The Extreme Charity Runner

The number of ‘charity’ style runs is something that probably fills your news and Facebook feeds as it does mine. These are nothing new of course. For example, many people actually begin their running because they wanted to do something for a cause i.e. a marathon for a sick friend or to raise some much-needed funds for a local hospital too. It’s what gets us into the sport for a lot of people too – that’s a positive. People feel as though they have a connection to the cause.

I personally started running because of a close friend of mine that died at the stupidly young age of 27 from cancer. I felt the need to simply do something – so I did the MDS. I paid up my cash for the run, then set about raising money to go to Cancer research. It was something extreme and challenging – it was almost a jolt, a kick-start into life. Was I seeking something on a personal level? In hindsight probably, but that wasn’t consciously what I was seeking to do in the first instance. This was more about wanting to find a positive amongst the sadness that had enveloped a circle of my friends. And that can be the case for many ‘charity style runners’ – a desire to raise awareness of something and do good.

Ks 4 Kids Australia – Episode 5 from Ks4KidsAustralia on Vimeo.

Some people question this of course. At a very base level, why do people feel the need to run to raise awareness? Should they not simply pour their time and energy into working for, or helping the charity in other ways? The flip side of this is that these people can use their ‘standing’ or status within certain social circles to actually do more good by bringing the said cause to the forefront of people’s minds. There’s no right or wrong here, and we’re not going to try to dissect the rationale as to why people do this type of thing too deeply. What we do know is (and I speak from personal experience) is that a.) people do want to do some good through a personal or emotion connection and b.) there is a personal challenge or goal involved too. That’s enough isn’t it?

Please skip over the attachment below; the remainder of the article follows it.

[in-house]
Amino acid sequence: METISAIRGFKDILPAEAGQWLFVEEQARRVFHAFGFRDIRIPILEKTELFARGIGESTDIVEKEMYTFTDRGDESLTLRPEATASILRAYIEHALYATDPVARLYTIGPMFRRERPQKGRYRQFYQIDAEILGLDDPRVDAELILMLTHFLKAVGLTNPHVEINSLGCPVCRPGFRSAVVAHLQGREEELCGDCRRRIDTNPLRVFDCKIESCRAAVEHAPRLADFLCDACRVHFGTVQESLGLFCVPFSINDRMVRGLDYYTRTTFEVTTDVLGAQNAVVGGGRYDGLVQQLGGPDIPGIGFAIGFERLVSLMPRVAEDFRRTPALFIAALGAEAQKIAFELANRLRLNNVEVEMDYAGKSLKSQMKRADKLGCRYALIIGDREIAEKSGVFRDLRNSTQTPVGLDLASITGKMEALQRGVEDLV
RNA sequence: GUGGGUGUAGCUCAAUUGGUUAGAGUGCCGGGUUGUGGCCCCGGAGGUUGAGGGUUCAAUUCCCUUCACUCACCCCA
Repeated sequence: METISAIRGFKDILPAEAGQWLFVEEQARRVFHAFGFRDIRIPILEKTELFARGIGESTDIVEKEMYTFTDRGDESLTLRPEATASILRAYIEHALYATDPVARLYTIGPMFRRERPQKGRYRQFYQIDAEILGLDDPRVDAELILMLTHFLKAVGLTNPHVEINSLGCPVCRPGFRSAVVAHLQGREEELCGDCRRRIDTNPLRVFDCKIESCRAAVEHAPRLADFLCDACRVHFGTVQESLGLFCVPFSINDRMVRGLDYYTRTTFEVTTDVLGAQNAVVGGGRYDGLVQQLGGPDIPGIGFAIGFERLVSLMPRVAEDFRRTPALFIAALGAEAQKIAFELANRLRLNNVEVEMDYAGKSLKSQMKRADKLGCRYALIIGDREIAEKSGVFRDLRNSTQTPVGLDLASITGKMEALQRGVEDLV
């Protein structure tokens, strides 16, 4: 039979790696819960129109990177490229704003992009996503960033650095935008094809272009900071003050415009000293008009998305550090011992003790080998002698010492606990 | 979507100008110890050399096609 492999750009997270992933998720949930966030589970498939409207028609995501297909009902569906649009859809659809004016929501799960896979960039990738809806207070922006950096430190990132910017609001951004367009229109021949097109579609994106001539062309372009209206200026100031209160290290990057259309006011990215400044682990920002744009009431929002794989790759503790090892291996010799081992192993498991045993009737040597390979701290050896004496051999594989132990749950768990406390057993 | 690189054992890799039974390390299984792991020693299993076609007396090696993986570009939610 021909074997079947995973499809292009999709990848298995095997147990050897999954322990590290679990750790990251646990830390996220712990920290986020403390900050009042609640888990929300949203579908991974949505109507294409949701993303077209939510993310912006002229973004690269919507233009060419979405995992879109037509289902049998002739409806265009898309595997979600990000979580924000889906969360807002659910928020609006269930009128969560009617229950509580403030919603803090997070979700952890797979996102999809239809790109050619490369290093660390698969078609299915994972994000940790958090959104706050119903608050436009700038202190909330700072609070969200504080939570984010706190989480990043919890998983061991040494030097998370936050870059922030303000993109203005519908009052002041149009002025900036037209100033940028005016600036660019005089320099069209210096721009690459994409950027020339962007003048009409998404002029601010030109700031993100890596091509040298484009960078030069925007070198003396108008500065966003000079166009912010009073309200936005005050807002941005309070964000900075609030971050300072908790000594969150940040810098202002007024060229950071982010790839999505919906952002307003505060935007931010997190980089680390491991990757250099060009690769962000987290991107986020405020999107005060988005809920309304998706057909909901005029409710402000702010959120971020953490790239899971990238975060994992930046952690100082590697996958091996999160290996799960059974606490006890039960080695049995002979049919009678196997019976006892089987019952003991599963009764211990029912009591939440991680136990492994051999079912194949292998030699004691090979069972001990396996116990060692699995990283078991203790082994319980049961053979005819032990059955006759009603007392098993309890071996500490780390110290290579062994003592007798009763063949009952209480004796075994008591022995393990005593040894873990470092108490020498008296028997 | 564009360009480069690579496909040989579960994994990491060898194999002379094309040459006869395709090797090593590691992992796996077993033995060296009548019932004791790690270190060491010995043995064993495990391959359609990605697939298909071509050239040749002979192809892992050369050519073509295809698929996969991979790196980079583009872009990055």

So while many people will look towards the challenge of say a marathon, a trend I’ve noticed occurring is the ‘extremeness’ of some of the runs – people going for longer, harder and faster. Is this in a bid to get noticed above all the other ‘charity noise’ out there? Is it ego or furthering one’s self? Is it to stick heads above the clouds and make sure that the chosen charity gets the airtime it so desperately needs, or is it deeper than that and more about the personal challenge that sometimes we don’t consciously realise?

Two runs that have come to our attention recently deserve every bit of recognition they get, not only because of the charity element, but because of their ferocity and sheer endeavour too. Sydney nurse and marathon centurion, Jane Trumper recently completed a solo, unsupported run along trails from Canterbury (UK) to Rome (Italy). A distance of some 2,200kms in just 6 weeks which is more commonly known as the Via Francigina, the historic Pilgrim route on trails and small roads.

Then there’s Matthew Eckford a Queensland-based property consultant is currently running his way into the record books in Australia by attempting to become the first (and fastest) person to run 100kms each day for eight days in all eight of the States/Territories in this country – and this is where we’ll start.

Charity at the forefront

Matthew is doing this challenge entitled ‘Ks for Kids’ Australia to raise funds for the Children’s Hospital Foundations Australia which is the national fundraising partnership of five of Australia’s most well-known children’s hospitals. He’s doing this to help Australians in less fortunate circumstances than ourselves and to contribute in a way that serves as many sick kids and their parents as possible.